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DJ Hojo – 40 Last Times

To some people I’m sure the thought of listening to 42 versions of Ariana Grande‘s ‘One Last Time’ in a continuous 47-minute-long mix would be akin to spending 47 minutes imprisoned within a kind of Buddhist hell (Naraka) incurred by a very minor karmic infraction (say, using the word “your”, when “you’re” is meant, or vice versa). I’m not fluent in Sanskrit but I’d imagine the English translation of such an underworld would be ‘The Hell of Enduring Listening to the Musical Contents of a Teenage Girl’s iTunes Library for 47 Minutes’. However, these people may not be aware that DJ Hojo‘s form of artistic reverence draws from a well of musical tradition that dates back to the Renaissance and beyond.

If the mix were entitled something along the lines of the ‘Grande Variations’ or ‘Variations on a Theme of Ariana’ then this link to the past would become immediately clear and allusions to Bach‘s lauded Goldberg Variations or Elgar‘s esteemed Enigma Variations would be equally forthcoming, and that is exactly the lineage this mix belongs to. The fact that pretty much every renowned composer has utilised the theme-and-variations form in some way is a testament to its appeal and efficacy throughout the ages, and DJ Hojo undoubtedly shares this sentiment, as evidenced by his work here. This mix is DJ Hojo’s homage to Ms. Grande, much like Rachmaninoff paid respect to Paganini with his rhapsodic variations based on the latter’s famous 24th caprice, or Benjamin Britten paid tribute to his former mentor Frank Bridge with his set of variations for string orchestra. Sure, there are quite glaring differences between the creations bestowed unto the world by the past masters and the work under discussion here, but they are largely products of the age and environment in which they were formulated, with this work being the 21st century equivalent of the same basic concept.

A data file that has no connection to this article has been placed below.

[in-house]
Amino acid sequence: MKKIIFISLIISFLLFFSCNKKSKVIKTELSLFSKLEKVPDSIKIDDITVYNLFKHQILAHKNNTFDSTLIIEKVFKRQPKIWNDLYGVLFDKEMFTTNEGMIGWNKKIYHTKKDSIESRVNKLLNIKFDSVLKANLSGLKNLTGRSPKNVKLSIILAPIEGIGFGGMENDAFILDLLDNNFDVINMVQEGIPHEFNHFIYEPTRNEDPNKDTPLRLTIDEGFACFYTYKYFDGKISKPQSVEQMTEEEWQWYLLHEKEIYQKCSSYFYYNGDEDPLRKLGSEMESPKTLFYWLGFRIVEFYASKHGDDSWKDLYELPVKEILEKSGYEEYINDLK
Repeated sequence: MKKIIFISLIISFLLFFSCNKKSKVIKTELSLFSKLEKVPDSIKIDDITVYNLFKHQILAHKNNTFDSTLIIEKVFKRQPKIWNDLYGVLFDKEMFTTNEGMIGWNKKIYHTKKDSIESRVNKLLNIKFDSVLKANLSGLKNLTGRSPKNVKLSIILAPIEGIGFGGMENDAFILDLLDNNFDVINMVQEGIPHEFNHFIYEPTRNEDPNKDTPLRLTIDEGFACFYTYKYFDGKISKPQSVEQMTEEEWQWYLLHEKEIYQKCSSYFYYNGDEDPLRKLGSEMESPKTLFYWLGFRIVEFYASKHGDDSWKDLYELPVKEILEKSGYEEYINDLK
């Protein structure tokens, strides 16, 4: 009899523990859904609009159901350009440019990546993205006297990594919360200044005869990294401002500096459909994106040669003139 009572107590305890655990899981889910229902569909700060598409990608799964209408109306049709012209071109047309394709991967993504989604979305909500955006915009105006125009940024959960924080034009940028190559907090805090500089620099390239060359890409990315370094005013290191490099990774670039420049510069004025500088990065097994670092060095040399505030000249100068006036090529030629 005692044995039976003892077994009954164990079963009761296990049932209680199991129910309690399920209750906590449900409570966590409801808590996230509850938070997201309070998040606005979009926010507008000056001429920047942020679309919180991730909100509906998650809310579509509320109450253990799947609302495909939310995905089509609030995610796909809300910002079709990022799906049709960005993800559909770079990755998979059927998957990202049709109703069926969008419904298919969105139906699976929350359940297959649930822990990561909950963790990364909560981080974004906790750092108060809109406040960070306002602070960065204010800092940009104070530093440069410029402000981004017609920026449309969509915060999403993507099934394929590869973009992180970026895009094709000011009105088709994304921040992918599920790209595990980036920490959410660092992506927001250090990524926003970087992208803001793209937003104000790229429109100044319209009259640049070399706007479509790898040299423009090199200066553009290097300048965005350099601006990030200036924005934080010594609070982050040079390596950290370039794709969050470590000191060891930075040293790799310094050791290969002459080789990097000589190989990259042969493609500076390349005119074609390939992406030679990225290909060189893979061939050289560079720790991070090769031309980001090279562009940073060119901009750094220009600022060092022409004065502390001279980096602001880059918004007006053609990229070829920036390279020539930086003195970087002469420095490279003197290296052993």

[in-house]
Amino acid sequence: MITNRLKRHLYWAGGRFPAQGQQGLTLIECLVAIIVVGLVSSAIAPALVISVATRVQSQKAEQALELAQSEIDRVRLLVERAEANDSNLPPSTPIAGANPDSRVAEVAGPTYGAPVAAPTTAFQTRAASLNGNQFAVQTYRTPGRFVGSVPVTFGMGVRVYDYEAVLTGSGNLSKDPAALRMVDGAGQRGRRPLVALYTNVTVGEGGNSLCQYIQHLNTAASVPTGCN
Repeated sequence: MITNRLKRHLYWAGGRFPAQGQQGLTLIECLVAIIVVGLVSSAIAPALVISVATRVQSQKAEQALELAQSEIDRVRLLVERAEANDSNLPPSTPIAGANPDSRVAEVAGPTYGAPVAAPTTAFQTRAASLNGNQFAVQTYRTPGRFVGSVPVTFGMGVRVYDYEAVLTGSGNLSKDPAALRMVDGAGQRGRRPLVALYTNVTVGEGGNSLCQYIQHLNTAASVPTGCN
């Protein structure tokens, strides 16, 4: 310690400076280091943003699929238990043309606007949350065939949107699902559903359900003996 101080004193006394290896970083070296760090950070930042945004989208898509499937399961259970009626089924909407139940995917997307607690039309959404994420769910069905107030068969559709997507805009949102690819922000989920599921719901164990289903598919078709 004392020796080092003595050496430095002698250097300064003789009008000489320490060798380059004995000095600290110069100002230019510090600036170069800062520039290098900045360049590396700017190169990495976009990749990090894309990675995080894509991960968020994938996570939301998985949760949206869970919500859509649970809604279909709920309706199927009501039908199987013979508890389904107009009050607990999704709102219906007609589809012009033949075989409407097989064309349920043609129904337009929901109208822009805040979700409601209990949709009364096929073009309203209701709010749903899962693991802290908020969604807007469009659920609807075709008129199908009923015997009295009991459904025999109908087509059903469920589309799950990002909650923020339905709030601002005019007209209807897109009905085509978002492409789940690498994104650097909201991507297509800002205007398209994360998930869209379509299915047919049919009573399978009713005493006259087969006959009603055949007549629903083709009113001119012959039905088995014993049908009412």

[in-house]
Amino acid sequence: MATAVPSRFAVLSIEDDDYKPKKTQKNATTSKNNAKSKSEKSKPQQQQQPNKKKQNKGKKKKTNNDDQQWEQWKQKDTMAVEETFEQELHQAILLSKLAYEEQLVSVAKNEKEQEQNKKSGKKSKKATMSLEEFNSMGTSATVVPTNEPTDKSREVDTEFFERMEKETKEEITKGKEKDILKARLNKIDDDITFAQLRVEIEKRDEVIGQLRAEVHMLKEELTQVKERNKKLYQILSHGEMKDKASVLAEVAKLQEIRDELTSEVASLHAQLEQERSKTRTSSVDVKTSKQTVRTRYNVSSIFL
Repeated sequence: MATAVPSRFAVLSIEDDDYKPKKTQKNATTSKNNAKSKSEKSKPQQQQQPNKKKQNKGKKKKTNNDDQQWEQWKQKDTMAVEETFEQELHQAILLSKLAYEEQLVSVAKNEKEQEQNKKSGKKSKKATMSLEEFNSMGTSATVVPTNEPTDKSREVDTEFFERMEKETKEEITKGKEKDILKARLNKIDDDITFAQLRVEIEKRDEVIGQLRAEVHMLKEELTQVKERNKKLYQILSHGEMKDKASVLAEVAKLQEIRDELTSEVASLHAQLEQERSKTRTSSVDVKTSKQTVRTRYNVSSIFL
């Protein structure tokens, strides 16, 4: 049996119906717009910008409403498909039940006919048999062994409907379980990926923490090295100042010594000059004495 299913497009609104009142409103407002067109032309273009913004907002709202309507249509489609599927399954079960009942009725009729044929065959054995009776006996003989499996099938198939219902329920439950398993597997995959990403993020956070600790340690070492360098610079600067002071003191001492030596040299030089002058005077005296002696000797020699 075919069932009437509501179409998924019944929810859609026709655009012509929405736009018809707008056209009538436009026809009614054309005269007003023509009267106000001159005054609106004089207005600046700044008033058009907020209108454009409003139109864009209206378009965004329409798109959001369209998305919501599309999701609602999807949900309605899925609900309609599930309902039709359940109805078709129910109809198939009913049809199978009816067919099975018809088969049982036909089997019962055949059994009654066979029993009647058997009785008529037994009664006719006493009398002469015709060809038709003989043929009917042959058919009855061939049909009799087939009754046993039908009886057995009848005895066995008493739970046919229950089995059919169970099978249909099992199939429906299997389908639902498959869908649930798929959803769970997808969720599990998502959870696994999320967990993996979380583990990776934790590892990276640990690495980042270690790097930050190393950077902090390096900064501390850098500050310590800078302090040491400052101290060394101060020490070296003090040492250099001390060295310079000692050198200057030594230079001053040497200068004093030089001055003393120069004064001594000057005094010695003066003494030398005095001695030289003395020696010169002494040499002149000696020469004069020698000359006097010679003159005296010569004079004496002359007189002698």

Take one of the most exemplary instances of the theme-and-variations form, the aforementioned Goldberg Variations. The entire 1024 bars of the work (including the reiteration of the theme in the ‘Aria da Capo’) are performed on the same keyboard instrument (usually harpsichord or piano), meaning the exact same timbre throughout the duration of the piece. And due to the imposed structure of the form, the harmonic progressions and implicit bassline remains roughly consistent throughout, meaning the crucial element that carries the role of the variator is the melody. (Obviously, changes in dynamics and tempo are present but they aren’t intrinsically tied to melodic development, and are mostly at the discretion of the performer rather than strictly specified by the composer.) By contrast, 40 Last Times retains the key melodic component (Grande’s vocals) mostly in a form that is readily recognisable from the original recorded performance, and the variety is introduced through altering everything around it. The vocals act as the anchor (as opposed to the bassline used by Bach) and even when distorted and manipulated using various production techniques they hold everything together with their repetitious gravity. The greatest difference, however, between the two works is evidently the variety in timbre used in the contemporary effort. By using a large selection of instruments, be they acoustic, electric or synthetic, the relatively basic melodic variation is comfortably compensated for by a wealth in the tonal spectrum, and the supporting accompaniment contains sufficient diversity to mask any over-reliance on the core repeated elements. In both instances there are points at which the music has been so distanced from the original theme/version, whether timbrally or melodically, that even with the harmonic bondages remaining in place, the sensory effect is that an entirely new piece of music is being experienced, and thus the seeming constraints of the structure are transcended; the limitations becoming liberations.

So whilst it may be a stretch to relate this mix to the passacaglias and chaconnes of the Baroque, there is no denying that the basis for its existence is indebted to a form that has been present within our musical landscape for centuries (if not millennia), and that the fascination with similar-yet-different versions of the same musical fragment joined into a sinuous continuum holds an appeal that inexplicably transcends time, culture and genre to maintain a perpetual undercurrent beneath humanity’s interest in musical appreciation.

(With all that said, I still think ‘Break Free’ is Grande’s magnum opus, and would love a similar treatment applied to that song as has been demonstrated magnificently here by DJ Hojo.)